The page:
Naturally, despite all the efforts and ingenuity put into developing these techniques, they have their own limits. In particular, they remain constrained by the available memory on the computer. Furthermore, computation times using these techniques remain significantly longer than in fixed precision arithmetic, which implies a careful usage.

The BFGs

I read somewhere that mathematician Alston Householder may have said or written, “It makes me nervous to fly on airplanes since I know they are designed using floating point arithmetic.” I don't know if Professor Householder had reassured himself with the emergence of the IEEE standard and the sophistication of the numerical methods to which he contributed so much. What is certain, however, is that thanks to the work of giants such as Herbert Edelsbrunner, Douglas Priest, Jean-Daniel Boissonnat, Jonathan Shewchuk, Bruno Levy, and many others, scientific developers now have access to software libraries that allow them to deal with the effects of numerical errors more safely. The software solutions on which I work on daily have greatly benefited from the techniques discussed in this blog post, increasing their robustness and reliability. Is it the end of the story though? Certainly not, as other tracks have been proposed and the creativity of researchers and engineers in this field is seemingly inexhaustible.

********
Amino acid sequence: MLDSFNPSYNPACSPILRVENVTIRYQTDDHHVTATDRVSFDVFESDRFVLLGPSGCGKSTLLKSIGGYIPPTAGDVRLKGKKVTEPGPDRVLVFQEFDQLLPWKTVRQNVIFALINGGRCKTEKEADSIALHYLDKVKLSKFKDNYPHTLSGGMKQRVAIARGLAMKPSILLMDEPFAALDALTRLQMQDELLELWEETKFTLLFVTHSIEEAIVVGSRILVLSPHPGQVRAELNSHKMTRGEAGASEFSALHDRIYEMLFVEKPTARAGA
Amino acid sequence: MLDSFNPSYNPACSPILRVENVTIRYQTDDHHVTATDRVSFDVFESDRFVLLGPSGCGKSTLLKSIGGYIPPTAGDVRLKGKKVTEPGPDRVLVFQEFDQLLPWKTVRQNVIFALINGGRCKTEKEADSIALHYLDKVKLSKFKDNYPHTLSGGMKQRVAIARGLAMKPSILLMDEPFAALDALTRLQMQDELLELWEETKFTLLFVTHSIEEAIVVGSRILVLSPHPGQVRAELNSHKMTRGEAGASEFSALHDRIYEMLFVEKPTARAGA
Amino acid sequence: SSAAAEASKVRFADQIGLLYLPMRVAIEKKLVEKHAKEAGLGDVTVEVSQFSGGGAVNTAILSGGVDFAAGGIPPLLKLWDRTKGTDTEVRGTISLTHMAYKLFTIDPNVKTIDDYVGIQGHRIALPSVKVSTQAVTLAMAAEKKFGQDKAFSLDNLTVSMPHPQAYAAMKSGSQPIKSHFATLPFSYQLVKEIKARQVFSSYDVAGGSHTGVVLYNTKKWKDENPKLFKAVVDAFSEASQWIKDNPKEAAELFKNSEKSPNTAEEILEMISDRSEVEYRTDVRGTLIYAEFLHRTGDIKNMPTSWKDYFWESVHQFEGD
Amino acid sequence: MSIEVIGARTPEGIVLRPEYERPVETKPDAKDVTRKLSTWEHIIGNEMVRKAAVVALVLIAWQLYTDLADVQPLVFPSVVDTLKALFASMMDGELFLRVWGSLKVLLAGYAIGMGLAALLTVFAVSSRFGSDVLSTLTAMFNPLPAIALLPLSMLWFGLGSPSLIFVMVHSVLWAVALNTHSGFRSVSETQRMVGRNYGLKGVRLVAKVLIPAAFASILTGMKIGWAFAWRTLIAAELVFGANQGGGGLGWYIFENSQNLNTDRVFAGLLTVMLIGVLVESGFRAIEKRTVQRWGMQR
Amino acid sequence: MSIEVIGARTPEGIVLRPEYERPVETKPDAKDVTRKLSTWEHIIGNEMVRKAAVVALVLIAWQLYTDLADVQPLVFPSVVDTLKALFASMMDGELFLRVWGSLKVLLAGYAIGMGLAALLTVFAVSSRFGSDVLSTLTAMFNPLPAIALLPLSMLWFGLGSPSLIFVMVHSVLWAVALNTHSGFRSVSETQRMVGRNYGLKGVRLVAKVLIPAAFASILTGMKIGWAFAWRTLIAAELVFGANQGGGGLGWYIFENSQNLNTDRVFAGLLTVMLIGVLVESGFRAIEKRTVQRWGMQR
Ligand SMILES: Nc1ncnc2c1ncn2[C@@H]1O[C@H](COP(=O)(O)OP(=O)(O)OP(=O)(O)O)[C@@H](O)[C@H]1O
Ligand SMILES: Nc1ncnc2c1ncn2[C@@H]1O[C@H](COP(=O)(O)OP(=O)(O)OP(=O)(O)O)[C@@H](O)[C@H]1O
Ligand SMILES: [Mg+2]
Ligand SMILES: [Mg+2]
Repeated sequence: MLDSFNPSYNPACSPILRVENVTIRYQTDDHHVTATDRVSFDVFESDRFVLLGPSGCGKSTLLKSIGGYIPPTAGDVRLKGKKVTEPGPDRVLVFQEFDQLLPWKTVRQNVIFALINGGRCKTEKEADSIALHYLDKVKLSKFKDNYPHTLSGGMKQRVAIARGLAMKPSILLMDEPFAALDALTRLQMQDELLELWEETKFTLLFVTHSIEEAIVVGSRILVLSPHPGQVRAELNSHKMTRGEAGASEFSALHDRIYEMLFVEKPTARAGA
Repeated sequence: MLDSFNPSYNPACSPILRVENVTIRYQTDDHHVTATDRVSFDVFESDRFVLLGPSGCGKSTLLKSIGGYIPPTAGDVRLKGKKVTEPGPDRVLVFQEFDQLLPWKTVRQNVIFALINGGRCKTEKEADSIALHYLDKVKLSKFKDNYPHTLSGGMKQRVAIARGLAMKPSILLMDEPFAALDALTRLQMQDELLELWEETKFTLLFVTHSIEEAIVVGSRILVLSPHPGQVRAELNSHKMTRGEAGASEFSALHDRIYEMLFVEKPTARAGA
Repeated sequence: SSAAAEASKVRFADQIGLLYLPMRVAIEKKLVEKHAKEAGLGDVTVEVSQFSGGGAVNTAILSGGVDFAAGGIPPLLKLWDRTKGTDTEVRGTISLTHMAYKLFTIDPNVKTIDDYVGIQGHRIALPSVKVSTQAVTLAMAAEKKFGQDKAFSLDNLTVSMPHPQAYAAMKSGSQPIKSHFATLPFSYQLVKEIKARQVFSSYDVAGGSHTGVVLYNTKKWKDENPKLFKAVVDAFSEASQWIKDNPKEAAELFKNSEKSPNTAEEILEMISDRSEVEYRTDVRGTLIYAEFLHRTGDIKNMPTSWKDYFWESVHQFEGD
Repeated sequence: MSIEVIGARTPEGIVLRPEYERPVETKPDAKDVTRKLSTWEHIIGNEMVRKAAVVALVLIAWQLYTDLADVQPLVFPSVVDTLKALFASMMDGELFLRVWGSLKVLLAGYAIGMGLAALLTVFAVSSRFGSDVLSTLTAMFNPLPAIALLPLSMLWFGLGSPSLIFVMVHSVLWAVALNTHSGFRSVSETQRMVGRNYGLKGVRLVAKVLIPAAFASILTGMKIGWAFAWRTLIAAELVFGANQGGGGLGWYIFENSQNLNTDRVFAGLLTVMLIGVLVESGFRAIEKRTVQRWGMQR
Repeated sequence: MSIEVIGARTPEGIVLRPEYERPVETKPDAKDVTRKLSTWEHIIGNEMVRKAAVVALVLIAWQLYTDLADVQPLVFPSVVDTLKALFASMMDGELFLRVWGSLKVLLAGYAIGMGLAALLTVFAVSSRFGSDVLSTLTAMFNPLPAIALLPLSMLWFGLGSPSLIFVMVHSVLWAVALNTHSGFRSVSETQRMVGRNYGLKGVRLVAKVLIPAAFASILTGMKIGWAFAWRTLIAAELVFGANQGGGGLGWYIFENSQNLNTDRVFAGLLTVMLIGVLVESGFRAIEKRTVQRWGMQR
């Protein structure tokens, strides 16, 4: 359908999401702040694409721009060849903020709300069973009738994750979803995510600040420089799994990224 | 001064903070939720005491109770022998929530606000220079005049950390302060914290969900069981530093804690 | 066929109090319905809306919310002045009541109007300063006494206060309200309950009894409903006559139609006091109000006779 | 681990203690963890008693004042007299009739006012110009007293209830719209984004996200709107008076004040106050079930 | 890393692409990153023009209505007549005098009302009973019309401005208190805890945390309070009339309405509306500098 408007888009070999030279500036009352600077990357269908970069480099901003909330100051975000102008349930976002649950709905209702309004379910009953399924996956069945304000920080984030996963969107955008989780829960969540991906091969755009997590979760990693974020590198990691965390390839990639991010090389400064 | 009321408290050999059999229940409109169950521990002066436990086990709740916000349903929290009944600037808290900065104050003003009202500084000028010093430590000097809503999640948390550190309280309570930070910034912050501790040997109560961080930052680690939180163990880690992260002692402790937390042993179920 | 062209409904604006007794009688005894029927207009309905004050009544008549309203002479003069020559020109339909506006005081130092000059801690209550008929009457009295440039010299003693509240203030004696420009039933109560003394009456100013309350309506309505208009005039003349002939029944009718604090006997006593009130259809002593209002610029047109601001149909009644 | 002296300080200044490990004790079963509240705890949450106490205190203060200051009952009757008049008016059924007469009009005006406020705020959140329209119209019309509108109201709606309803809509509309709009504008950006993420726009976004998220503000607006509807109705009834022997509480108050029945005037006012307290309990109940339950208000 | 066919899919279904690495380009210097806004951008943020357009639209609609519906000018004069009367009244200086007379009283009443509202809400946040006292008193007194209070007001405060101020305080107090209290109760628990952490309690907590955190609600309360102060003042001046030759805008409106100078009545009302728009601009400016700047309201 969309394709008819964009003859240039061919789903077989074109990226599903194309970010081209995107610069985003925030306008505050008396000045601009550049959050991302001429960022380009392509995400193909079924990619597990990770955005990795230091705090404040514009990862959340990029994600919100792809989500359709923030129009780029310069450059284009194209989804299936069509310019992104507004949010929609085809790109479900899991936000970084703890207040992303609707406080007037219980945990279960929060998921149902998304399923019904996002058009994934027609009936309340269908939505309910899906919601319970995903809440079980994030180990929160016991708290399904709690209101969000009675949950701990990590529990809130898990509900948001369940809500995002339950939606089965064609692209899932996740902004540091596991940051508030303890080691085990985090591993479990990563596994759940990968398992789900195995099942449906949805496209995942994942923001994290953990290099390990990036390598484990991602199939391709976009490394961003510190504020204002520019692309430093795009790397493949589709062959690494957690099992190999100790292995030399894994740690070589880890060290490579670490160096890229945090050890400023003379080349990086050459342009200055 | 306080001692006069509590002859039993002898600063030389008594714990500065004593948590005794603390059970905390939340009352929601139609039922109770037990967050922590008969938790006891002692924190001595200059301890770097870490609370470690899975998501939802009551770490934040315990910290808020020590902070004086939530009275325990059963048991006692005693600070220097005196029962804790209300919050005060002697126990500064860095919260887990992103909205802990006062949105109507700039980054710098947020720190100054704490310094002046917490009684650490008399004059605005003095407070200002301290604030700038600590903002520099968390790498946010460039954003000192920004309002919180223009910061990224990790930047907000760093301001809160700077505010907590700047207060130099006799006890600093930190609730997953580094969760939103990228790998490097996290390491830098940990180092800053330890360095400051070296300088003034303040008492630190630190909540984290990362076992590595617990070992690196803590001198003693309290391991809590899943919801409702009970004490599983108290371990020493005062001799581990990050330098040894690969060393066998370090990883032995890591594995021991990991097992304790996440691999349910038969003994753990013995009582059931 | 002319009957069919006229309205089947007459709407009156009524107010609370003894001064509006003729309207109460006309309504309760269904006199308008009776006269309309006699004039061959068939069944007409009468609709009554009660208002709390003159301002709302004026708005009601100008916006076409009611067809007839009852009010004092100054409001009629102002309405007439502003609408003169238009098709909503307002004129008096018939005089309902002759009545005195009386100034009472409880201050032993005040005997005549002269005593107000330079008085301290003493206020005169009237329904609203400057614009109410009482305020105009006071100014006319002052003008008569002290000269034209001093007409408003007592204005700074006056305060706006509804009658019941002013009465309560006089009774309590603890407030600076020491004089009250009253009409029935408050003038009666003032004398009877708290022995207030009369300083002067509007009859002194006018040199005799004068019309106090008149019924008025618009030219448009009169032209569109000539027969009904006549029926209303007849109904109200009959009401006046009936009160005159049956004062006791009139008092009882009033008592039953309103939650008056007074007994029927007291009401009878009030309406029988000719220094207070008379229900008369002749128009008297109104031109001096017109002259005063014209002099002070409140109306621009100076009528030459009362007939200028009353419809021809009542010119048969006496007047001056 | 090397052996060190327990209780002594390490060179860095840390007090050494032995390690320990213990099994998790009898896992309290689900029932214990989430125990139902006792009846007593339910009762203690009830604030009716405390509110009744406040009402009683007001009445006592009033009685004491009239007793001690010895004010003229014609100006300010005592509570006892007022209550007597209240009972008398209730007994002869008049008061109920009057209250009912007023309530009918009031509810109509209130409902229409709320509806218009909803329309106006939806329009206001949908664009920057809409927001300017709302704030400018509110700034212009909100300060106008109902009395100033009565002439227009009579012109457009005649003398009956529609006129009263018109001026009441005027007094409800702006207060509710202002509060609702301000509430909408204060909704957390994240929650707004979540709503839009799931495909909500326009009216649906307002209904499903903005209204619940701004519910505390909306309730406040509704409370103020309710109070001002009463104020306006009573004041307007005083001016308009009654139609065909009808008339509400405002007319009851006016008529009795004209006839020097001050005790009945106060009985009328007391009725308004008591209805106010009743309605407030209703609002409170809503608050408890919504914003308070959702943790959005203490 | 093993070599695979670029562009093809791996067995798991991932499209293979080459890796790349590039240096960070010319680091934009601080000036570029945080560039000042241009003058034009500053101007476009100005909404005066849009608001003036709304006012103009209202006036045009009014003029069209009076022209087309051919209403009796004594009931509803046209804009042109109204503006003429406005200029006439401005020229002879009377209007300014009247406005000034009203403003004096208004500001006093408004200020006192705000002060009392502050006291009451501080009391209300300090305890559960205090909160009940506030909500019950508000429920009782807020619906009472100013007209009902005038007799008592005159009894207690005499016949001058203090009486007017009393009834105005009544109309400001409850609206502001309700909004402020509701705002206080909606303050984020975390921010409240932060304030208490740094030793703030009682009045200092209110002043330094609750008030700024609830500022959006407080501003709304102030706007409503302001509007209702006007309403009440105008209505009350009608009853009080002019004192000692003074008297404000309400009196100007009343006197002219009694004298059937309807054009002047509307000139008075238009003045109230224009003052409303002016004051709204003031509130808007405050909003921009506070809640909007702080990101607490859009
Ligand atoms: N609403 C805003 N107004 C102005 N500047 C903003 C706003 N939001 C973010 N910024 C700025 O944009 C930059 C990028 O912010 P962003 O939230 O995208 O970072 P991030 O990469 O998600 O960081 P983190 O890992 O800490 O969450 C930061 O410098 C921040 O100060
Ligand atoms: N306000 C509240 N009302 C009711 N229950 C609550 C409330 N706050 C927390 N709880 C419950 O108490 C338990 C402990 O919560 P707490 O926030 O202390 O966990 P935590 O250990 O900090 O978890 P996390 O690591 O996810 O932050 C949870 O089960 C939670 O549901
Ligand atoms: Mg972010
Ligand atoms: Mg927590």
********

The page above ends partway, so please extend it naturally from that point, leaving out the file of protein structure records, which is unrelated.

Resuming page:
1. Edelsbrunner, Herbert, and Ernst Peter Mücke. "Simulation of simplicity: a technique to cope with degenerate cases in geometric algorithms." ACM Transactions on Graphics (tog) 9.1 (1990): 66-104.
  2. Fortune, Steven, and Christopher J. Van Wyk. "Efficient exact arithmetic for computational geometry." Proceedings of the ninth annual symposium on Computational geometry. 1993.
  3. Gustafson, John L. The end of error: Unum computing. CRC Press, 2017.
  4. Lafage, Vincent. "Revisiting" What Every Computer Scientist Should Know About Floating-point Arithmetic"." arXiv preprint arXiv:2012.02492 (2020).
  5. Lévy, Bruno. "Robustness and efficiency of geometric programs: The Predicate Construction Kit (PCK)." Computer-Aided Design 72 (2016): 3-12.
  6. Richard Shewchuk, Jonathan. "Adaptive precision floating-point arithmetic and fast robust geometric predicates." Discrete & Computational Geometry 18 (1997): 305-363.

Author Information:

Emmanuel Malvesin started his career at Ansys (Villeurbanne, France) as a scientific computing engineer, working in the computational geometry domain (mesh morphing, surface reconstruction). In 2011, he joined the SLB Montpellier Technology Center in the Structural Modeling team, where he discovered the field of geosciences. At the confluence of mathematics, physics, and computer science, his activities take him from the meshless world to the boundary elements, and ultimately to the depths of the machine.


Emmanuel Malvesin

Emmanuel Malvesin
SLB Montpellier Technology Center